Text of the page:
In this interview, Piotr Dudek, Construction Manager, talks about the collaboration aspect of his role and how it helped in getting the quality of the flooring right.
Collaboration & Teamwork Case Studies
How focusing on the delivery of benefits, rather than outputs, created a working culture and the processes that were key to the success of the London Bridge station redevelopment project.
This case study considers procurement and commercial strategy as part of collaborative planning, management and delivery of the Thameslink London Bridge Area Partnership works.
This case study considers the importance of early contractor involvement as part of collaborative planning, management and delivery of the Thameslink London Bridge Area Partnership works.
A three-stage process to ensure physical interfaces were allocated, coordinated and completed correctly first time on site by subcontractors during the London Bridge Station Redevelopment project.
Key lessons from what went well on the project including: integrated planning and relationship management, management of third party relationships, integrated working, change management, Value Engineering and scheme handback and close-out. The case study also looks at what could have been improved, including contract content, contract administration and rework/redesign costs, and proposes recommendations for future schemes.
The High Capacity Improvement project has provided the European Train Control System and enhanced signalling control systems needed to support automatic train operation and timetable management. These systems are crucial to the programme being able to reliably increase train frequency from 16 to 24 tph in each direction through the core Thameslink area from Blackfriars to St Pancras.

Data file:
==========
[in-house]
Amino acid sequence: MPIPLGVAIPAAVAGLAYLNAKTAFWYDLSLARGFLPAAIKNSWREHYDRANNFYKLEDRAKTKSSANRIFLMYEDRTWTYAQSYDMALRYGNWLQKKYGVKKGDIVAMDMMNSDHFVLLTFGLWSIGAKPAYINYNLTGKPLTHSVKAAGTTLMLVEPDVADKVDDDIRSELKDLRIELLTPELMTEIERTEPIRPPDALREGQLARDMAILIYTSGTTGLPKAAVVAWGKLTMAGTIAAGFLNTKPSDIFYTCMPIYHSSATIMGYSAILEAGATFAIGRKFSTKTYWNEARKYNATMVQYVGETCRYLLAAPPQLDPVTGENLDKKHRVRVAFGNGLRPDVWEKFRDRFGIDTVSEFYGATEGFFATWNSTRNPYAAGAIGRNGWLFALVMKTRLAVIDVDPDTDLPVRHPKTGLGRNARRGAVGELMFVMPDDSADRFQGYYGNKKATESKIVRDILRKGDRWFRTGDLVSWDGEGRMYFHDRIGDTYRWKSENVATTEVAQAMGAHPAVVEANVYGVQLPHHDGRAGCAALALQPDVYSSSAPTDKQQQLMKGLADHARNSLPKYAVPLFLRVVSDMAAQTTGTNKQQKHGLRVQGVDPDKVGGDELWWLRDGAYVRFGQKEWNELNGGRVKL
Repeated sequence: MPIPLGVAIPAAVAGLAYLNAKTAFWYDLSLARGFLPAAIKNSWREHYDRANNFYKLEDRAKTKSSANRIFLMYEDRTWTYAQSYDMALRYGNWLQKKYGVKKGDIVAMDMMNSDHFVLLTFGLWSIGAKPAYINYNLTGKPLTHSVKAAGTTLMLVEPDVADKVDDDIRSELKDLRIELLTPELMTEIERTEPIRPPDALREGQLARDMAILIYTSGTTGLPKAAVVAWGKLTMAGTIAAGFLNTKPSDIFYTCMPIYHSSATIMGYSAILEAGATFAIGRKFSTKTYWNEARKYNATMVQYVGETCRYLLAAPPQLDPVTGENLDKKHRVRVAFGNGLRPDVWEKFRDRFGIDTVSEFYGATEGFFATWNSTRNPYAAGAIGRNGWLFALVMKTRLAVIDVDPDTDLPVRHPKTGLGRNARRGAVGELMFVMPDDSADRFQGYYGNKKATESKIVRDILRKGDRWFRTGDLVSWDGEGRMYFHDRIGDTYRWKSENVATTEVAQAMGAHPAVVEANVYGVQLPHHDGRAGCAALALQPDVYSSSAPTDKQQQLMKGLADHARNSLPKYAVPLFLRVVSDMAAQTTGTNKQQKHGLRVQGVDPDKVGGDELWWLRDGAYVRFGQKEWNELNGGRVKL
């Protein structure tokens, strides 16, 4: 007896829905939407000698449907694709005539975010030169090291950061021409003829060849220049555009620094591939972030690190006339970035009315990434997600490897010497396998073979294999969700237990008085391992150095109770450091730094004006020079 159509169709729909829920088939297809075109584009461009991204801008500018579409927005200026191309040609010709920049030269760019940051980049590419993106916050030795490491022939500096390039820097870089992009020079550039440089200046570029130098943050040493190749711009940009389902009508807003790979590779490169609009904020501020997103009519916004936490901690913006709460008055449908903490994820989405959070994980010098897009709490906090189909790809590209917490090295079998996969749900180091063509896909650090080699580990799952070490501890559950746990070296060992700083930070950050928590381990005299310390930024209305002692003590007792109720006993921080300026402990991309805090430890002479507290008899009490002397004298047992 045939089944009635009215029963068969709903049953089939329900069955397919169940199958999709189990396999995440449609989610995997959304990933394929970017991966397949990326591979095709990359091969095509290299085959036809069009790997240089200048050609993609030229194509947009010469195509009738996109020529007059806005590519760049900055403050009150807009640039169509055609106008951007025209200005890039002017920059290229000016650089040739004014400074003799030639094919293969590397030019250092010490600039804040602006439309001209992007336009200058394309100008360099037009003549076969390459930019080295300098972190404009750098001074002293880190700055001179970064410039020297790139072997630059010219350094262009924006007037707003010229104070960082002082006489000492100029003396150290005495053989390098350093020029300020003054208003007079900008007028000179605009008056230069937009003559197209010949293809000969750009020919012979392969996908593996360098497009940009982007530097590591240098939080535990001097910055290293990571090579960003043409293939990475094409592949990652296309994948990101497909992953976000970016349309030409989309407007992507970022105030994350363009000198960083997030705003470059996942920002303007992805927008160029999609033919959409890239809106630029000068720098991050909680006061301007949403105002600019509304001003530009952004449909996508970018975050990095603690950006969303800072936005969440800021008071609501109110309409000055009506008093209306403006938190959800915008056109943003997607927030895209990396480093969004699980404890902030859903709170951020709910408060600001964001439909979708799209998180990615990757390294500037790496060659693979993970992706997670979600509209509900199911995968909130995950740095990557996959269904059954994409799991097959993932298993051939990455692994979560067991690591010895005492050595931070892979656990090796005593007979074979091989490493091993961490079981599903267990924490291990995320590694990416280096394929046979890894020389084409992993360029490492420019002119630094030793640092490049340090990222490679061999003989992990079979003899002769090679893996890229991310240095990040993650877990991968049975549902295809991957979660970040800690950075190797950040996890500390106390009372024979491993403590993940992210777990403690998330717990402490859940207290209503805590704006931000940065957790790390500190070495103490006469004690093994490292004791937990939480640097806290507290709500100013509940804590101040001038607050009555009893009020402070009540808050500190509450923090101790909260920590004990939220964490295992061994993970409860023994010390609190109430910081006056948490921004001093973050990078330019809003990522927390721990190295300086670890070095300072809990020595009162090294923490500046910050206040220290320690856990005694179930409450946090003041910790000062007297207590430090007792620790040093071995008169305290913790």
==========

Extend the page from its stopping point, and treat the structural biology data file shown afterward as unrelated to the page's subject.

The introduction of a whole new train fleet delivered huge benefits to passengers while demonstrating that working flexibly and collaboratively led to impressive speed improvements in the commissioning of rolling stock.
How collaboration and incentivisation were crucial to successful delivery of Key Output 2, including the re-signalling, track remodelling and construction of London Bridge station, construction of the Bermondsey Dive Under to the east and Borough Viaduct to the west.
In December 2017 Jacobs were commissioned to undertake a review of the collaborative aspects of the planning, management and delivery of the Thameslink London Bridge Area Partnership works in Key Output 2 in order to produce a legacy document that will inform and inspire subsequent programmes of work.
To gather the required information, a series of seven workshops were held during January 2018 with a cross-section of key staff, both past and present, from all partner organisations. Workshop discussions were captured and reviewed and a number of recurring themes identified.
This report considers each of those themes in turn, identifying where the collaborative approach taken had a positive effect as well as areas where further improvement or learning may be possible.